5BUSI408TR Snively - TVM1

# 5BUSI408TR Snively - TVM1 - BUSI 408 Corporate Finance Fall...

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Chip Snively Chip_snively@unc.edu Class 5 BUSI 408 Corporate Finance Fall 2011

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2 HW/Next Class Market Update Time Value of Money Agenda
3 Read RWJ4 – Time Value of Money We’ll use same PPT deck for next class Homework RWJ4: Q – 1,3,5; P – 1,2,3,15,16,21 Next Class

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4 One-Period Case If you were to invest \$10,000 at 5-percent interest for one year, your investment would grow to \$10,500 \$500 would be interest (\$10,000 × .05) \$10,000 is the principal repayment (\$10,000 × 1) \$10,500 is the total due. It can be calculated as: \$10,500 = \$10,000×(1.05) The total amount due at the end of the investment is call the Future Value ( FV )
5 Future Value In the one-period case, the formula for FV can be written as: FV = C 0×(1 + r ) Where C 0 is cash flow today (time zero), and r is the appropriate interest rate

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6 Present Value If you were to be promised \$10,500 due in one year when interest rates are 5-percent, your investment would be worth \$10,000 in today’s dollars The amount that a borrower would need to set aside today to be able to meet the promised payment of \$10,000 in one year is called the Present Value ( PV ). Note: \$10,500 = \$10,000×(1.05) 05 . 1 500 , 10 \$ 000 , 10 \$ =
7 Present Value In the one-period case, the formula for PV can be written as: Where C 1 is cash flow at date 1, and r is the appropriate interest rate. r C PV + = 1 1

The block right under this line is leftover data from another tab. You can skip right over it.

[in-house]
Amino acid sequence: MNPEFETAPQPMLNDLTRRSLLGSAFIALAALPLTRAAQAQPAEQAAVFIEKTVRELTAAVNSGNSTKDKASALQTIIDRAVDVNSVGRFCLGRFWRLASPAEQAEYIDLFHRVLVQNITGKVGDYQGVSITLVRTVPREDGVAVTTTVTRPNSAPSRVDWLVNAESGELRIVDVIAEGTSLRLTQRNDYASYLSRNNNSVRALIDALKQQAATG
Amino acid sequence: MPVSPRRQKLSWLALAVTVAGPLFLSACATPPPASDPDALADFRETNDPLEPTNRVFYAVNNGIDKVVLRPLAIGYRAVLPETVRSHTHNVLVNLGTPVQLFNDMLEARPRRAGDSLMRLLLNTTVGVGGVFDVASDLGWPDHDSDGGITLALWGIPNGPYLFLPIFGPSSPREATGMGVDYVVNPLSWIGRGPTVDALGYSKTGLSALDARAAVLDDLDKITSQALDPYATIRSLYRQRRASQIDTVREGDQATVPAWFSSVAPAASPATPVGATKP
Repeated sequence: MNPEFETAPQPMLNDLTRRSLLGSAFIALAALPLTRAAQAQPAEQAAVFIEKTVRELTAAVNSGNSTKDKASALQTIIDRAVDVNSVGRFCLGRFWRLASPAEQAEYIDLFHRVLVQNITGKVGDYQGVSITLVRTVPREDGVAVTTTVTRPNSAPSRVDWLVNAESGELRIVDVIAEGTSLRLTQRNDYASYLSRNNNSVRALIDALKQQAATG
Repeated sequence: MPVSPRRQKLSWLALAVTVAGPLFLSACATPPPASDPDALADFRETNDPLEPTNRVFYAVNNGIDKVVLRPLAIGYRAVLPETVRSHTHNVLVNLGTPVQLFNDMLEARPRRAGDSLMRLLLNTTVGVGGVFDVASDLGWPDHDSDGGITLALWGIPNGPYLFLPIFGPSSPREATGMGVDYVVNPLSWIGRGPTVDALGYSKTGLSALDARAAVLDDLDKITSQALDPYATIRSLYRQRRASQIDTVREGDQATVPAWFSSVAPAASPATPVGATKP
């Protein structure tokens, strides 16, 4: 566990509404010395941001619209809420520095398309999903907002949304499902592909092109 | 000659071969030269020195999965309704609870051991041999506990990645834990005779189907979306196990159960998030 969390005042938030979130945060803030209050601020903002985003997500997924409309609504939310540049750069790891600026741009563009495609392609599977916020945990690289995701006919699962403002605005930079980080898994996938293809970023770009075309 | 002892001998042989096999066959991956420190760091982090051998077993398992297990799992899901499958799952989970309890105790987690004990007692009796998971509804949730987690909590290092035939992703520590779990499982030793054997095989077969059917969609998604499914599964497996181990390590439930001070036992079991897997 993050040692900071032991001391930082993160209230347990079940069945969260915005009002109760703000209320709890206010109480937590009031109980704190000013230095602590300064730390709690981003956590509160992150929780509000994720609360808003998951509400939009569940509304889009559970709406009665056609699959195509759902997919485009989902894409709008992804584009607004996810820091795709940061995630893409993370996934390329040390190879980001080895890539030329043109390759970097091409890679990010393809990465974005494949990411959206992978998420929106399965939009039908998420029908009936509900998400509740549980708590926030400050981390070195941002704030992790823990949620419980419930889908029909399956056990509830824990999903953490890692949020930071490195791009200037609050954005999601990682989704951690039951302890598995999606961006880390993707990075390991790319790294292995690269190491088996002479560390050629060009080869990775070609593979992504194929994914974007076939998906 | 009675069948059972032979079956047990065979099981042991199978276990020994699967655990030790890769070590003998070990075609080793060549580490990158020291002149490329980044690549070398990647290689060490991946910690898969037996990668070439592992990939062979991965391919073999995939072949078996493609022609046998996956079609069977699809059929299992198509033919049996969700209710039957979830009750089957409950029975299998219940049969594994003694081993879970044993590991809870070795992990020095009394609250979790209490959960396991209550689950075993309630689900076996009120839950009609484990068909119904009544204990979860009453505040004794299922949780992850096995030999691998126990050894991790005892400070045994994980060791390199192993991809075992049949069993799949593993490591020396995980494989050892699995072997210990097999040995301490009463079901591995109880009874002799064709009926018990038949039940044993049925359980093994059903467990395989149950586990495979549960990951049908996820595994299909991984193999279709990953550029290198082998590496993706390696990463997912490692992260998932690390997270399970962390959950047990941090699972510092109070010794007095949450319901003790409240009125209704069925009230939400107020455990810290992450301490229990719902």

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8 Net Present Value The Net Present Value ( NPV ) of an investment is the present value of the expected cash flows, less the cost of the investment Suppose an investment that promises to pay \$10,000 in one year is offered for sale for \$9,500. Your interest rate is 5% Should you buy?
9 Net Present Value The present value of the cash inflow is greater than the cost. In other words, the Net Present Value (NPV) is positive, so the investment should be purchased 81 . 23 \$ 500 , 9 \$ 81 . 523 , 9 \$ 500 , 9 \$ 05 . 1 000 , 10 \$ = - = - = NPV NPV NPV

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10 Net Present Value In the one-period case, the formula for NPV is: NPV = PV - Cost If we had not undertaken the positive NPV project considered on the last slide, and instead invested our \$9,500 elsewhere at 5 percent, our FV would be less than the \$10,000 the investment promised, and we would be worse off in FV terms : \$9,500×(1.05) = \$9,975 < \$10,000
11 The Multi-period Case The general formula for the future value of an investment over many periods can be written as:

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## This note was uploaded on 02/27/2012 for the course BUSI 407 taught by Professor Bowen during the Spring '11 term at UNC.

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5BUSI408TR Snively - TVM1 - BUSI 408 Corporate Finance Fall...

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